Rights-based Development

Course content

A human rights-based strategy is a key approach to development followed by both governments, international partners and humanitarian organisations. 


The course will give an academic review of a human rights-based strategy and what it entails. This will involve an analysis of the linkages between human rights, development, democracy, economic growth and equality. A special focus will be on the closely related issue of statebuilding and peacebuilding in fragile countries.


The course will provide an overview of current human rights issues and a review of how especially economic and social rights are increasingly incorporated in constitutions and legislation and used in social litigation.


The course will also focus on how the key human rights principles of accountability, transparency, participation and equality are used in both development politics and practice. 


Finally, the course will give practical examples of how a human rights-based strategy can be used in management and leadership in both private companies, public institutions and in civil society.




!! The structure of this course will be blended !! 


Bachelor student (2017 programme curriculum): 7.5 ECTS

Master student: 7.5 ECTS



Learning outcome


After completing the course, the student shall be able to critically discuss, explain and analyse theories and approaches related to a human rights-based strategy. This shall include knowledge of the linkages between human rights, development, democracy, economic growth and equality; issues related to statebuilding and peacebuilding in fragile countries; and issues related to the development of the international human rights agenda and its application at a national level including in social litigation.



On completion of the course the student shall demonstrate:

  • an ability to closely and critically analyse the academic literature related to a human rights-based strategy. 
  • an ability to extract, formulate, and communicate questions related to the international human rights and their implementation; and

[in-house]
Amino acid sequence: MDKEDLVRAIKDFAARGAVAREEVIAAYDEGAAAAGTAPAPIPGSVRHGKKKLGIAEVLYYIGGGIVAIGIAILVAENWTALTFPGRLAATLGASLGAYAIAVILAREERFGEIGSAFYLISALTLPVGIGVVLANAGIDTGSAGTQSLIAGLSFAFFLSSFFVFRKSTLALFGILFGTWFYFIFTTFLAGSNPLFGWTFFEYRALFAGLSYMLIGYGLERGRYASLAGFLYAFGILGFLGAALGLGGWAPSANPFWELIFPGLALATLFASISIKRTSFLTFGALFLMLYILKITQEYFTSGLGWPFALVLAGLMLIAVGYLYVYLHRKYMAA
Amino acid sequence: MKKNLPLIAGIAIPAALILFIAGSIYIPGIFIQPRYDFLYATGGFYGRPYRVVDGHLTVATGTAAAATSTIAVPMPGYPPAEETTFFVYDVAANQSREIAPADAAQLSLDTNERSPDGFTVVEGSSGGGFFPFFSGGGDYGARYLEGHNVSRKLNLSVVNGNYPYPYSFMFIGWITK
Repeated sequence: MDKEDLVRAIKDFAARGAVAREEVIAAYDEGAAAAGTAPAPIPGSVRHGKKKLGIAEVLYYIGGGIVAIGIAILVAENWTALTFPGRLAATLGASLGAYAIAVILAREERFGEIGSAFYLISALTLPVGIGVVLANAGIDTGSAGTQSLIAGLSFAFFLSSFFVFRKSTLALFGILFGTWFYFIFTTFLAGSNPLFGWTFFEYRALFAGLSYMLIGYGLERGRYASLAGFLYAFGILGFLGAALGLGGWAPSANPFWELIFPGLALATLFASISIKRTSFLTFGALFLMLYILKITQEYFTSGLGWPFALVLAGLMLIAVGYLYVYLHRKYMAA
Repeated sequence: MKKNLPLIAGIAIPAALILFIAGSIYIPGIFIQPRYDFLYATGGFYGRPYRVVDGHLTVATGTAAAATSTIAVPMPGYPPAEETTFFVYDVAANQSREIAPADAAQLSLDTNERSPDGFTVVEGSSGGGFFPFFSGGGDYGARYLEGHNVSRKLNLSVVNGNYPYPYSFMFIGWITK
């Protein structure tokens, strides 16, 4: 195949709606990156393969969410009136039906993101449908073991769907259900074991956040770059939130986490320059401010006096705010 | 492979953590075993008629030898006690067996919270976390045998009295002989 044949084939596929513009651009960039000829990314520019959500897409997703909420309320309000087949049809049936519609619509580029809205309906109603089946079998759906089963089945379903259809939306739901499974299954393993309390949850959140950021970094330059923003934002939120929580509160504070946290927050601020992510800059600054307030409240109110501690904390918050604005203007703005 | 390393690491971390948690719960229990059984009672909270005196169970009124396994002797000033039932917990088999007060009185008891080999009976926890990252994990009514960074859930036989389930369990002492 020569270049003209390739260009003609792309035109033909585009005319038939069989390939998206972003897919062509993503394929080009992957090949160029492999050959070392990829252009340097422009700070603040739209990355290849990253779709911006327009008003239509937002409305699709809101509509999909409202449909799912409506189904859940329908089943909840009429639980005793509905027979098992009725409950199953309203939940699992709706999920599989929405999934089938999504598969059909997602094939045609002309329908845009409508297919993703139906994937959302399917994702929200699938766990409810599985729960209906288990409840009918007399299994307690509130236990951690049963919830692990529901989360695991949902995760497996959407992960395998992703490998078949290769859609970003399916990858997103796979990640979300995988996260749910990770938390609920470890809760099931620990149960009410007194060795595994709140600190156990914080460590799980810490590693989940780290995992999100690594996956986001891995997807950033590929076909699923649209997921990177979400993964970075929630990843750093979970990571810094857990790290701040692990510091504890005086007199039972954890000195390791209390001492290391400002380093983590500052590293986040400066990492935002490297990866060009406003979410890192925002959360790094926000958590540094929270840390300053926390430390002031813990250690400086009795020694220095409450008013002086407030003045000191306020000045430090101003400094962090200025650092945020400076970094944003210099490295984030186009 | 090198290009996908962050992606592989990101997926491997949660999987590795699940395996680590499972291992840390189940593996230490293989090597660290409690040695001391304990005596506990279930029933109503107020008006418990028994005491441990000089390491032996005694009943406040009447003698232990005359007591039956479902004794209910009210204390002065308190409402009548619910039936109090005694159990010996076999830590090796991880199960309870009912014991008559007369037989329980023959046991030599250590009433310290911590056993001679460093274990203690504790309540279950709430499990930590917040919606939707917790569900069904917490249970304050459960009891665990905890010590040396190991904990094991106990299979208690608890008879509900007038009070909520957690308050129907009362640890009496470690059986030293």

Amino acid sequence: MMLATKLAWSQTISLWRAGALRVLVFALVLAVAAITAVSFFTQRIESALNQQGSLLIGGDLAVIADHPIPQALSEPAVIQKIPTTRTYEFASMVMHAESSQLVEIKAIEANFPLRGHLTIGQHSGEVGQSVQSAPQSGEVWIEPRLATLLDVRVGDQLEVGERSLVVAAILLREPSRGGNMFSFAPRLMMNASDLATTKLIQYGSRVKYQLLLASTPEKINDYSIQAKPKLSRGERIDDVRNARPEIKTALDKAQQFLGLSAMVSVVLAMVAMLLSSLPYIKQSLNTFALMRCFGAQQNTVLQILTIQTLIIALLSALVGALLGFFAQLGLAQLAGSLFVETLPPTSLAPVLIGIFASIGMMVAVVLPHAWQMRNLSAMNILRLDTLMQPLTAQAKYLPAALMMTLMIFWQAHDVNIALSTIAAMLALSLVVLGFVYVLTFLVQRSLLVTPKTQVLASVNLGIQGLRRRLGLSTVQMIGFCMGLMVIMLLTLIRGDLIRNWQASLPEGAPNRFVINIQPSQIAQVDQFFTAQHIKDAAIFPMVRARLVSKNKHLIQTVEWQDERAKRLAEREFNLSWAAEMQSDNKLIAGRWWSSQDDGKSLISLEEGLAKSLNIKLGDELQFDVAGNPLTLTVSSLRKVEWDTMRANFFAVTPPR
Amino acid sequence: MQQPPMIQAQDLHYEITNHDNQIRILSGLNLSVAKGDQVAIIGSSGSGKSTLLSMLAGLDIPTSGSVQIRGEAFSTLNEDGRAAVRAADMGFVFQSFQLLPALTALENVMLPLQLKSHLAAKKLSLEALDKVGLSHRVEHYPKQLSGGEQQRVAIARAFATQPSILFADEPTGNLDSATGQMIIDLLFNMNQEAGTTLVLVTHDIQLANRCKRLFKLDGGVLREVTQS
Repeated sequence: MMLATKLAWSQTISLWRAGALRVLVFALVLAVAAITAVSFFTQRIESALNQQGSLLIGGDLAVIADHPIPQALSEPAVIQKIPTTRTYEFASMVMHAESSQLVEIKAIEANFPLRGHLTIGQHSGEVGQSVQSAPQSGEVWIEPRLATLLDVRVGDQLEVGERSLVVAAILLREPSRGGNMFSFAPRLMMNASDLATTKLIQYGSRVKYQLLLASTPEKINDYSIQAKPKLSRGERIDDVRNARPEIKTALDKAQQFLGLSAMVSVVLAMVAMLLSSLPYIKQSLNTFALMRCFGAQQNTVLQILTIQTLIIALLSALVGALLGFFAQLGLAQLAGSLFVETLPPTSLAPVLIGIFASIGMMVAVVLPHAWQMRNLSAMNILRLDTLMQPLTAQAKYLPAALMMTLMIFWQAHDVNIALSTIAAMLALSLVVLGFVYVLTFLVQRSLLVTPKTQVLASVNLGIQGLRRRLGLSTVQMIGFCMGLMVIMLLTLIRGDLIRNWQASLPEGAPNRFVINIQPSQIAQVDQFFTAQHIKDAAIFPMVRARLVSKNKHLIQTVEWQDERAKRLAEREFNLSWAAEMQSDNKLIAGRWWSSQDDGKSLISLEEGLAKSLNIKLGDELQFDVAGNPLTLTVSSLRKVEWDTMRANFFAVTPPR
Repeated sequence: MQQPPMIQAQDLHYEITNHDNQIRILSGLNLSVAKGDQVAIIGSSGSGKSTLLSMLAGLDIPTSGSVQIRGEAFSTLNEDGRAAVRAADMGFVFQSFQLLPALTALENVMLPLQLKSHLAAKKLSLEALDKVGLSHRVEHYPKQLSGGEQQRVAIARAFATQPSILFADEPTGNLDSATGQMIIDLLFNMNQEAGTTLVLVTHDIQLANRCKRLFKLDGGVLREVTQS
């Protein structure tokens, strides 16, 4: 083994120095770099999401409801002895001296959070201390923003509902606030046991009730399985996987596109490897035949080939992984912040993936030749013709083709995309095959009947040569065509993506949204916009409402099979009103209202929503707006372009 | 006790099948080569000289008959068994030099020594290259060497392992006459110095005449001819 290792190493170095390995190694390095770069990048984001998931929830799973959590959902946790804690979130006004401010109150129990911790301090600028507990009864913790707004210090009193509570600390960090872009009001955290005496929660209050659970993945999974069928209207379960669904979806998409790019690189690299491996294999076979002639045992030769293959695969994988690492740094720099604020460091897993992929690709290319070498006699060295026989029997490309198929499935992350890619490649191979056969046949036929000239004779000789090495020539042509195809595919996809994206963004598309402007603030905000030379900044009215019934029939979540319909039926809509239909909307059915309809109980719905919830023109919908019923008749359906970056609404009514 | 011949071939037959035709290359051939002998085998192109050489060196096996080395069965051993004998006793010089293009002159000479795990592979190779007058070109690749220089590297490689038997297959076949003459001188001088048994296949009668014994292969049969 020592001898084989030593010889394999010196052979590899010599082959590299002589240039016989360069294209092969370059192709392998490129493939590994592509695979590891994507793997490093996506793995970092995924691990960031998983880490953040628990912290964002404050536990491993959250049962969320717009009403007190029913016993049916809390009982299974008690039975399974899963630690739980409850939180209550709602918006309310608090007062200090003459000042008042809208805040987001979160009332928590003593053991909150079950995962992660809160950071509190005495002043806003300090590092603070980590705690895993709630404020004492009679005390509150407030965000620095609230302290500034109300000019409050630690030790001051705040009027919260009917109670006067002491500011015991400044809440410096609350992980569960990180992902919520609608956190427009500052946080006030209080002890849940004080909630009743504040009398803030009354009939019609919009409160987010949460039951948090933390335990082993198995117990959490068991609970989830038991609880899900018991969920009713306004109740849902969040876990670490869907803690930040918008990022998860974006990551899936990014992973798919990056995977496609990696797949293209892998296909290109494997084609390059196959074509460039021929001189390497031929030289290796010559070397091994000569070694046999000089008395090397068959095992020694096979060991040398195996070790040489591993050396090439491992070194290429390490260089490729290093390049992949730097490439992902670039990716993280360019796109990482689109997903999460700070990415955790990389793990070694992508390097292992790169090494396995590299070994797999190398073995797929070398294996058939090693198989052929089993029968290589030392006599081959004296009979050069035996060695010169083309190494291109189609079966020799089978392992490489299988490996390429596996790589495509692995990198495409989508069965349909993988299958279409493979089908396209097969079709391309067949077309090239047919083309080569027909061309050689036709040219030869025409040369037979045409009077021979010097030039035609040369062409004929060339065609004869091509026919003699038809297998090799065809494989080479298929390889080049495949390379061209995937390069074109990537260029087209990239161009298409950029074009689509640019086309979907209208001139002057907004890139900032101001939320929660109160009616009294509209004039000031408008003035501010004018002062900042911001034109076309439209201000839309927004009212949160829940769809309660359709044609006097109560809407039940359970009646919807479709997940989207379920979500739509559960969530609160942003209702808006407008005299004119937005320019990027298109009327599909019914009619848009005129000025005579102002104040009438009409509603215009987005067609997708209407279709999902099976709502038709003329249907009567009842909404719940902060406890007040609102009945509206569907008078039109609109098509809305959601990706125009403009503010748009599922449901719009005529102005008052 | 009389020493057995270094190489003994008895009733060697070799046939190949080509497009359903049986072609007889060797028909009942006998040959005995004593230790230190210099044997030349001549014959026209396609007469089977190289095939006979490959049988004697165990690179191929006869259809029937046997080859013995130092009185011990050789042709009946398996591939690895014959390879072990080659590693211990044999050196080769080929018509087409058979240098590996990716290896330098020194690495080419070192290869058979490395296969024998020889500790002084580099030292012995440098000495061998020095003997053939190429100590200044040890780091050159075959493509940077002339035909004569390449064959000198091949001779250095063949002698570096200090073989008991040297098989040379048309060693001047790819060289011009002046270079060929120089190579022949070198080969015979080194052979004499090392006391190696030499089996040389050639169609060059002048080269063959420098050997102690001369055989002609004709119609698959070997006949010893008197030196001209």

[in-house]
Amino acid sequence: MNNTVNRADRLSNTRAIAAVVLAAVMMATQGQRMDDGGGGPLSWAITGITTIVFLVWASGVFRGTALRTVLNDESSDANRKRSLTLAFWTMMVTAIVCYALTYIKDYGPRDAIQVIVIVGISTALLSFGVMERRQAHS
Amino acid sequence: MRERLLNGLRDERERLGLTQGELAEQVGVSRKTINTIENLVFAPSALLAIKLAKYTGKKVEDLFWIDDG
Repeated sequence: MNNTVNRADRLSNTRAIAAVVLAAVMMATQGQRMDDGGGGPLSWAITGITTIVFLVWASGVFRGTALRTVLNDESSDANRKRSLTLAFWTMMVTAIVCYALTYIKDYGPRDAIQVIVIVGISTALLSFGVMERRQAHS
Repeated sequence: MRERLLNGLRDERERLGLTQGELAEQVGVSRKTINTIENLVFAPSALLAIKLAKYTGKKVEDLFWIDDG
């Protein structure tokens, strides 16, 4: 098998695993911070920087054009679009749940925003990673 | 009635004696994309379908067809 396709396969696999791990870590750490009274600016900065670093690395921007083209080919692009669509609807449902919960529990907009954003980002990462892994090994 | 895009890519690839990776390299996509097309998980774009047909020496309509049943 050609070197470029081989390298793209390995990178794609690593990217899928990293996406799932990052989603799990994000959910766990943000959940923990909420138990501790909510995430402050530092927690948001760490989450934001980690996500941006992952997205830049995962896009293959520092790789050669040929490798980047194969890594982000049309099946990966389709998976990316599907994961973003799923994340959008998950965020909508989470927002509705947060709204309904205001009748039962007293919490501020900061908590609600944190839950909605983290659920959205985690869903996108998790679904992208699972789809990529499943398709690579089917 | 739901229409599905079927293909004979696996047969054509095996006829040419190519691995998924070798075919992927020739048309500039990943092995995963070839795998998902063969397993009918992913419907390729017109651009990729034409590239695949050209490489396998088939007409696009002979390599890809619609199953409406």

• an ability to use both theoretical concepts and practical examples to understand and analyse cases related to a human rights-based strategy. 



Student will be able to adopt and defend different theoretical positions and models drawing upon the literature and empirical cases presented during the course. 

Students will know how to apply theoretical knowledge related to a human rights-based strategy to specific and relevant cases and be able to make informed and analytical evaluations of its application.

The course consists of 14 2-hour sessions with a combination of lectures and active learning through seminar style discussions in small groups.

Preliminary reading list:


Acemoglu, D., Naidu, S., Restrepo, P. & Robinson, J. A., 2019. Democracy Does Cause Growth. Journal of Political Economy, 127(1), pp. 47-100.


Bach, C.F. (2020): Then I would like a dishwasher, please

A human rights-based strategy to development, SAXO Publish, Copenhagen.


Bertay , A. C., Dordevic, L. & Sever, C., 2019. Gender Inequality and Economic Growth: Evidence from Industry-Level Data. Preliminary paper presented at the ASSA 2019 meeting, 4 1.


Bjørnskov, C. & Mchangama, J., 2019. Do Social Rights Affect Social Outcomes?. American Journal of Political Science, 4, Volume 2, pp. 452-466.


Bloom, D. E., Kuhn, M. & Prettner, K., 2018. Health and Economic Growth, Bonn, Germany: The IZA Institute of Labor Economics


Broberg, M. & Sano, H.-O., 2018. Strengths and weaknesses in a human rights-based approach to international development – an analysis of a rights-based approach to development assistance based on practical experiences. The International Journal of Human Rights, 22(5), p. 664–680.